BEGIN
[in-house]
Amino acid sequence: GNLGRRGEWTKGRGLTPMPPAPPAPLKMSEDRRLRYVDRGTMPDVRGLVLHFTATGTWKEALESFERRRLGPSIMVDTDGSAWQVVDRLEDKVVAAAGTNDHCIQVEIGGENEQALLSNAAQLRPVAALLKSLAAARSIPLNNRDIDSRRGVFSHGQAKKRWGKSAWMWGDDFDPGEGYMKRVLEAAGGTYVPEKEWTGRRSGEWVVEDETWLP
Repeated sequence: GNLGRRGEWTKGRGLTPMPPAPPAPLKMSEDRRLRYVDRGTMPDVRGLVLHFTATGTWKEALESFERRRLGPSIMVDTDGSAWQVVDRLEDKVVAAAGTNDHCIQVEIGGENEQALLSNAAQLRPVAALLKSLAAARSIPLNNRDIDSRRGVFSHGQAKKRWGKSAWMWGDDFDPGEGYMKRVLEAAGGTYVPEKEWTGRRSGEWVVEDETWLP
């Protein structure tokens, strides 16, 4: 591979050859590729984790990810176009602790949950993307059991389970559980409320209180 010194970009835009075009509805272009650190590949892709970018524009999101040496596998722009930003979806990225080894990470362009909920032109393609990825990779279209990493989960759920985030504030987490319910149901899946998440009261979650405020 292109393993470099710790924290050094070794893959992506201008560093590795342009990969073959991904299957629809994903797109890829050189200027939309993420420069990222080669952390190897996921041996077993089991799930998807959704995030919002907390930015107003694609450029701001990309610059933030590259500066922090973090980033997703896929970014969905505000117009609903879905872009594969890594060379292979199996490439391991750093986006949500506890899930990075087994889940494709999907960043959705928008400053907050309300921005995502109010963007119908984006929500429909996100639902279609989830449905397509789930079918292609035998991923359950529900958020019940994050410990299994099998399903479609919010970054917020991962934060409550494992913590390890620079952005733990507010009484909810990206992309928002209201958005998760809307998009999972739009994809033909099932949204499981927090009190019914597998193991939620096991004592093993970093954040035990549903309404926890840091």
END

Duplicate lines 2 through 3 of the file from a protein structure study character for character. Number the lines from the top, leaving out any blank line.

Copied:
Amino acid sequence: GNLGRRGEWTKGRGLTPMPPAPPAPLKMSEDRRLRYVDRGTMPDVRGLVLHFTATGTWKEALESFERRRLGPSIMVDTDGSAWQVVDRLEDKVVAAAGTNDHCIQVEIGGENEQALLSNAAQLRPVAALLKSLAAARSIPLNNRDIDSRRGVFSHGQAKKRWGKSAWMWGDDFDPGEGYMKRVLEAAGGTYVPEKEWTGRRSGEWVVEDETWLP
Repeated sequence: GNLGRRGEWTKGRGLTPMPPAPPAPLKMSEDRRLRYVDRGTMPDVRGLVLHFTATGTWKEALESFERRRLGPSIMVDTDGSAWQVVDRLEDKVVAAAGTNDHCIQVEIGGENEQALLSNAAQLRPVAALLKSLAAARSIPLNNRDIDSRRGVFSHGQAKKRWGKSAWMWGDDFDPGEGYMKRVLEAAGGTYVPEKEWTGRRSGEWVVEDETWLP